BILOXI, Miss. – Mississippi placed its bets on gambling giants to help rebuild the hurricane-battered Gulf Coast with a law signed Monday by Gov. Haley Barbour allowing casinos to build onshore.
All 13 floating hotel-casinos on the Mississippi coast were damaged or destroyed when Hurricane Katrina slammed ashore Aug. 29. The killer winds and storm surge tore the walls off many gambling houses and tossed some of the massive barges on land.
The new law, approved during a special legislative session earlier this month, allows the casinos to build up to 800 feet inland. Previously, religious conservatives had fought successfully to keep the casinos off dry land.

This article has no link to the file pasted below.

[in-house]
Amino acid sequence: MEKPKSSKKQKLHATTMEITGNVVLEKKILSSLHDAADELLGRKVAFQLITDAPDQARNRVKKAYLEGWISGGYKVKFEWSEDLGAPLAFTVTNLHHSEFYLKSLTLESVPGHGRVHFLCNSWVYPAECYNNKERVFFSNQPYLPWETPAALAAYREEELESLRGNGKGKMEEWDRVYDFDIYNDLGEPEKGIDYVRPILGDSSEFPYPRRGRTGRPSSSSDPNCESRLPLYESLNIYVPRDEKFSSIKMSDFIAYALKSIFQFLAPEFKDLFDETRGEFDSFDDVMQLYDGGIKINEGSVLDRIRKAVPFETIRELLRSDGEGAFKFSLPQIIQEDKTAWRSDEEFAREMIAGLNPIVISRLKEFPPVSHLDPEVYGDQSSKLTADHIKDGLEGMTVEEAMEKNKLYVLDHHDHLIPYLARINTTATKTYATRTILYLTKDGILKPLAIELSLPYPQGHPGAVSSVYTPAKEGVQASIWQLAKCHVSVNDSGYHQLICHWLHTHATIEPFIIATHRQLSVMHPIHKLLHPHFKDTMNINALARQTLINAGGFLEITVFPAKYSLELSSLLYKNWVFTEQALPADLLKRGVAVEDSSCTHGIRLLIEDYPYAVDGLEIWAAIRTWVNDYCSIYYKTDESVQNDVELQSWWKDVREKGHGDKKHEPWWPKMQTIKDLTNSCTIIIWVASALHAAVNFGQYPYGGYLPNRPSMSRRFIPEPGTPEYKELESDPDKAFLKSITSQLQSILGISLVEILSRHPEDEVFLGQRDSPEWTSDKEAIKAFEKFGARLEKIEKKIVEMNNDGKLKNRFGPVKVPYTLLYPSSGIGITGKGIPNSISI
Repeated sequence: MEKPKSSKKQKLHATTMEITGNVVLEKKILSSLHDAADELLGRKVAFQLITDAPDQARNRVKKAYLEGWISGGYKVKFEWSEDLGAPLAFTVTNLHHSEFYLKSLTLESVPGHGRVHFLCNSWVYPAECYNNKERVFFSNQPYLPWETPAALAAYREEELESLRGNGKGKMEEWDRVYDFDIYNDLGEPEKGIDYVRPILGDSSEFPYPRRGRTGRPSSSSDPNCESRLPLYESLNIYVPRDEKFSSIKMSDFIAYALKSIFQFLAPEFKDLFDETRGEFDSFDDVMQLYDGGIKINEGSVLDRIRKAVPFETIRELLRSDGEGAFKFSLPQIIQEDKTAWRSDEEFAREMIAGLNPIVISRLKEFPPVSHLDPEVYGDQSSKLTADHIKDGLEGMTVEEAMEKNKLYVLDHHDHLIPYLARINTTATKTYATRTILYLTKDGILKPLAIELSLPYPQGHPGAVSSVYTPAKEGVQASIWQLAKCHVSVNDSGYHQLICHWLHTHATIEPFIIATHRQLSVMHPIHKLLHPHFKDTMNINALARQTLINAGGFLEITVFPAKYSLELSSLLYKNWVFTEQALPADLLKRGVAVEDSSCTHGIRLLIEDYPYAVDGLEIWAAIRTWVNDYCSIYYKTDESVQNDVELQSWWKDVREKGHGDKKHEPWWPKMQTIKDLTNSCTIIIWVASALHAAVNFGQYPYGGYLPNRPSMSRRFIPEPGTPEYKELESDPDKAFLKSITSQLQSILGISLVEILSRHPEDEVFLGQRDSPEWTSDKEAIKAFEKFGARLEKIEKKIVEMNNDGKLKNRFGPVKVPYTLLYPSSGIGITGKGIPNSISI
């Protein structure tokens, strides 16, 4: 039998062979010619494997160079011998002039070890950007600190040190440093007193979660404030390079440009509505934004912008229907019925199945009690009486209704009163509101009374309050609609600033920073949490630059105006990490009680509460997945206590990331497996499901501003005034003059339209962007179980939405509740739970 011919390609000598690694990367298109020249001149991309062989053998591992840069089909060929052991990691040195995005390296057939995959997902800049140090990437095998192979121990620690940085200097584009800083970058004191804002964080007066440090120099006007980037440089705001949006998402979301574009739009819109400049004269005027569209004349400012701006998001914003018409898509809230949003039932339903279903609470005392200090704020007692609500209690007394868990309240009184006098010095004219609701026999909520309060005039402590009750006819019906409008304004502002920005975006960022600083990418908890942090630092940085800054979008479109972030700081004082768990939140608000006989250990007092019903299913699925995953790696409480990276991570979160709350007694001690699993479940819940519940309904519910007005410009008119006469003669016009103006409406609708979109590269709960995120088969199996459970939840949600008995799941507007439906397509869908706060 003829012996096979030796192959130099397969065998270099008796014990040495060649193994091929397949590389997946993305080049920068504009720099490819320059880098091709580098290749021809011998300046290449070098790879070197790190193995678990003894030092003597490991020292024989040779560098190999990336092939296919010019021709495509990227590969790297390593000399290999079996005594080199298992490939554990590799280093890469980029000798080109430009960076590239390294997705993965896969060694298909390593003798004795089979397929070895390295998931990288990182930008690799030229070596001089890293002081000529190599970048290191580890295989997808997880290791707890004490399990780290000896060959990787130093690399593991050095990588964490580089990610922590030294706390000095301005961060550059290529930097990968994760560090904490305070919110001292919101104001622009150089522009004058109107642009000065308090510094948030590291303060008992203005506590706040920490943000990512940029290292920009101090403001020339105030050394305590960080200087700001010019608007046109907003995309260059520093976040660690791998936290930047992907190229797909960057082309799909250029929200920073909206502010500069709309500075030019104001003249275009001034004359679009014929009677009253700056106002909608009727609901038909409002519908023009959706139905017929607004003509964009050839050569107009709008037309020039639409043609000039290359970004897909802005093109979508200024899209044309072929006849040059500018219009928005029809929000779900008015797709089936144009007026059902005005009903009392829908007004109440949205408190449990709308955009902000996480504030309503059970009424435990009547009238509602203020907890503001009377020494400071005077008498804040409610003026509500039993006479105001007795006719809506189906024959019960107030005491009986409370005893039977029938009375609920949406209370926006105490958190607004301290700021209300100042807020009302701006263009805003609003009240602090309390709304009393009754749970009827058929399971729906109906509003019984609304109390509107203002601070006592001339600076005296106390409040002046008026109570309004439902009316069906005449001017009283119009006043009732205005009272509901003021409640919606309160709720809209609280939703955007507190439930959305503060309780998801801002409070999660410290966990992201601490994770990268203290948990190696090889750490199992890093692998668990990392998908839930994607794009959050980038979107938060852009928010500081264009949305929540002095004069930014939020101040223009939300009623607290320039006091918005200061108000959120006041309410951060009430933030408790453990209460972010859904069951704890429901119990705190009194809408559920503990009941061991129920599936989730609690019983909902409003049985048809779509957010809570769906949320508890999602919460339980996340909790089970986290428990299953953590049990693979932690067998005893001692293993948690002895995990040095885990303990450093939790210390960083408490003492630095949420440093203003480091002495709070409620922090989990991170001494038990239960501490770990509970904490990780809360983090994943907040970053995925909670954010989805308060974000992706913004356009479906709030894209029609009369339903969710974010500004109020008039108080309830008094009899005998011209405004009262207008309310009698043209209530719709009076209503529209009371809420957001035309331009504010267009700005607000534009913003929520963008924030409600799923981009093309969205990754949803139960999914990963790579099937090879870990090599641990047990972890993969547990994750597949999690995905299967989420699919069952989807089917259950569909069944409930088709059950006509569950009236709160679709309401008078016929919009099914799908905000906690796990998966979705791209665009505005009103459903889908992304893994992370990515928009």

Barbour said the change will help the casinos, which employ 17,000 people on the coast, come back “a lot bigger and better.”
The casinos generated $500,000 a day in state and local taxes before Katrina, according to the state Gaming Commission.
“They’re a great taxpayer,” Barbour told casino executives, local politicians and lawmakers during a ceremony at a job center.
Barbour said the new law clears the way for the gambling giants that operate the casinos to borrow and invest more money along the Mississippi coast, while getting the insurance they need to get up and running again.
The state legalized casinos in 1990 but restricted them to the waters of the Mississippi River and the Gulf of Mexico.